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Devi The Mother-Goddess An Introduction

Devdutt Pattanaik (Author)

Hinduism makes room for all these beliefs. Sacred texts state that the divine principle is both nirguna, without form, and saguna, with form. As nirguna, the divine principle stands beyond the confines of gender. As saguna, God can be masculine or feminine. Hence the Shakta cult of the mother-goddess Devi is as important to the Hindu as the worship of Shiva and Vishnu.

Hinduism is one of the few surviving religions where the divine principle is adored in female form. No worship is complete without acknowledging Devi. However, though aspects of the same divine principle, the way the Hindu devotee approaches Shiva and Vishnu is quite different from the way he approaches Devi. This is clear from the offerings made to the three deities.

The devotee offers Shiva uncooked vegetables and fruits and unprocessed milk. Such an offering befits the ascetic-god, who lives away from society on barren mountain tops. Vishnu receives rich buttery food flavoured with jaggery, since he is the householder-god, in revels in and ensures the wellbeing of the world. Offerings to Devi are quite different and varied. In temples where she stands as the demure consort - Gauri beside Shiva and Lakshmi beside Vishnu - she receives the same offering as her husband. But in Devi temples, where the goddess stands alone as Durga or Kali, the sacrifice of male animals such as fowls, rams and buffaloes are or were fairly common. Where blood sacrifices are frowned upon, symbolic sacrifices are made using pumpkins, gourds and coconuts. The goddess, especially her malevolent forms, is also offered sour and pungent foodstuffs like lemons and chillies. Another significant feature is that the goddess is often given clothes, cosmetics and jewellery. Such offerings of adornments are rarely made to a male deity.

This book explores these differences in rituals through imagery and narrative tradition. Pictures and stories of Hindu gods and goddesses reflect how Hindus perceive life. In images, Shiva is either the formless linger or the ash-smeared ascetic; in stories, he is the reluctant groom who the gods have to coax into marriage. In images, Vishnu is the charming god who bedecks himself with flowers, sandal paste and gold; in stories, he battles demons, charms damsels and ensures harmony of the 1vorlcl-order by upholding cosmic law or dharma.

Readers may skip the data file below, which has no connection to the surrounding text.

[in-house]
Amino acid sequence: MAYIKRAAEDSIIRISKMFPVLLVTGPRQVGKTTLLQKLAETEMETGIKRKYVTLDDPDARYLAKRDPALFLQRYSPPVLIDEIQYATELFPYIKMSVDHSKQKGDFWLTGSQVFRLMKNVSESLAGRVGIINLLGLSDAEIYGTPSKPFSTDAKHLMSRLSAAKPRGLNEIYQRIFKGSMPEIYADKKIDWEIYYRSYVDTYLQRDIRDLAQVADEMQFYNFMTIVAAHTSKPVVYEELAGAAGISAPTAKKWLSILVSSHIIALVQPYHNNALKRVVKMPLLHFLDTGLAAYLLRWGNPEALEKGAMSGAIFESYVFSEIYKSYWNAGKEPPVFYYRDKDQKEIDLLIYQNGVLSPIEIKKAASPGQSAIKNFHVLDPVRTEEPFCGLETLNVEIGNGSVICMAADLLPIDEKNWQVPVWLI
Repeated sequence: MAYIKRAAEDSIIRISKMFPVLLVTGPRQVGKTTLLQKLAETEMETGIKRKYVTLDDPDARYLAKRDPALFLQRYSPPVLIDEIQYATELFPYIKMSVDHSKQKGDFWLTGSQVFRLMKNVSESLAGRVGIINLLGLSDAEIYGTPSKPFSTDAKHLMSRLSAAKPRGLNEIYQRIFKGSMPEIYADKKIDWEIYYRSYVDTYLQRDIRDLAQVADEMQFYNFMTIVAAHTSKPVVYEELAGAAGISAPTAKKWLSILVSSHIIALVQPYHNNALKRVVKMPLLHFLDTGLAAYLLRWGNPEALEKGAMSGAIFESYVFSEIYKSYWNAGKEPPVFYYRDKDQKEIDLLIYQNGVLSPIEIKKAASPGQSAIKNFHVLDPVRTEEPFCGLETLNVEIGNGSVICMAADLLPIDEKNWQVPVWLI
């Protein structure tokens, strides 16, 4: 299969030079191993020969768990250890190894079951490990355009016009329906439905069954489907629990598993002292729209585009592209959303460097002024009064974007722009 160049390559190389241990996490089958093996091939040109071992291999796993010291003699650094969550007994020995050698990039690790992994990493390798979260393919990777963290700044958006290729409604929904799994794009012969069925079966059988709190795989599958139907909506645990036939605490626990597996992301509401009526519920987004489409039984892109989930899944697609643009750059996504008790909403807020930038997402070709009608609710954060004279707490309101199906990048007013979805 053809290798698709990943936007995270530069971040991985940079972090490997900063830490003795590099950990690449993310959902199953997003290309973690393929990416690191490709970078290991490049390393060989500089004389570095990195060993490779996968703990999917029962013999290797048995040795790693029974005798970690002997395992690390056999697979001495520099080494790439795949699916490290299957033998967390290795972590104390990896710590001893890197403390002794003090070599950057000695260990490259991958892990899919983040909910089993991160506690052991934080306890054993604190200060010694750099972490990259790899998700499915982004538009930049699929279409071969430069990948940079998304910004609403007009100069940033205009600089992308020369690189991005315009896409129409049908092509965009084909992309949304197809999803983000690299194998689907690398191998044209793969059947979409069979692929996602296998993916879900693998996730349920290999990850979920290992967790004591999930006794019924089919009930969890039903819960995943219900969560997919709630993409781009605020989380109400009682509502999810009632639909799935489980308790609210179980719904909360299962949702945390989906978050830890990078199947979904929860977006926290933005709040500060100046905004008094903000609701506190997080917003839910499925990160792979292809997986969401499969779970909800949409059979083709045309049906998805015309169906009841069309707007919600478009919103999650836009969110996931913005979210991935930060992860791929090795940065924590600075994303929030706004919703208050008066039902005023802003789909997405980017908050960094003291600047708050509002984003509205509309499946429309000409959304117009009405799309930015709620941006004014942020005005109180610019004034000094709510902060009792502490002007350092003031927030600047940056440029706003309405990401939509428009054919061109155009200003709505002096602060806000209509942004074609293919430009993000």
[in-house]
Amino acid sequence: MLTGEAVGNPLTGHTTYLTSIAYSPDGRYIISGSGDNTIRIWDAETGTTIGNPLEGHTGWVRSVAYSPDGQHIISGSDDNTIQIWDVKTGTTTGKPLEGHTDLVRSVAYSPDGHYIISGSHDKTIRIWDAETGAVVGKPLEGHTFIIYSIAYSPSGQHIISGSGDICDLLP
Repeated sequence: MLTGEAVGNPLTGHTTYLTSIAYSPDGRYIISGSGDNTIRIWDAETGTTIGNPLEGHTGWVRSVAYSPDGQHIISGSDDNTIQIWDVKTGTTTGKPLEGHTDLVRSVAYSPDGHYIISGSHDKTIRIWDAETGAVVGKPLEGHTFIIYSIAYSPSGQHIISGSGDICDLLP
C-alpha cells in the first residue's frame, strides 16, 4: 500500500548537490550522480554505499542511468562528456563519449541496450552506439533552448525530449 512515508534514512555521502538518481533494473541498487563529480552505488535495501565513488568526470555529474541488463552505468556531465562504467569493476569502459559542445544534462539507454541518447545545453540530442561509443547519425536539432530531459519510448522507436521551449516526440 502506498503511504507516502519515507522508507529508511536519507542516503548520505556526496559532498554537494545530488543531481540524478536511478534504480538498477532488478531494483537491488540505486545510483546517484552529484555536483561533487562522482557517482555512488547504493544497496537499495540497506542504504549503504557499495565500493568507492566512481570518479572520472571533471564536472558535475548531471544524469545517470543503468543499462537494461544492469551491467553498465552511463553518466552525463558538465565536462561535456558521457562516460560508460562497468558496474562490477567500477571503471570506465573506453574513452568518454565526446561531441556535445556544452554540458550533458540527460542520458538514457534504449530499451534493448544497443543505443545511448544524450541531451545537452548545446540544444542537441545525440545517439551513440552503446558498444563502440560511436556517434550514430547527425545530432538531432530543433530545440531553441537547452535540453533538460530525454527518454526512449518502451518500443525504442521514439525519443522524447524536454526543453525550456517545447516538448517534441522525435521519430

Shiva clearly embodies the world-renouncing principle of life while Vishnu embodies the world-affirming principle of life.

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About the author

Devdutt Pattanaik

Dr. Devdutt Pattanaik (b. 1970), MBBS, graduated in medicine from Grant Medical College, Mumbai, and went on to specialize in the field of medical writing and health communication. With a passion for mythology, he topped the Mumbai University course in comparative mythology (PGDCM) and has published three books as part of the introduction series : Shiva : An Introduction; Vishnu : An Introduction; and Devi : An Introduction. His articles have been published in Parabola, journal of myth, tradition and the search for meaning; the Times of India ‘Speaking Tree’; and in guest columns of the New Indian Express. His unorthodox approach has been widely appreciated. As part of Sabrang, a cultural organization that demystifies the arts, Dr. Pattanaik has lectured extensively on the relevance of mythology to modern man. Dr. Pattanaik lives in India.

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Bibliographic information

Title Devi The Mother-Goddess An Introduction
Format Softcover
Date published: 31.12.2012
Edition 1st. ed.
Language: English
isbn 9788187111917
length 126p., Colour; Illustrations 32; B/W Illustrations 155; 10.7" x 8.3"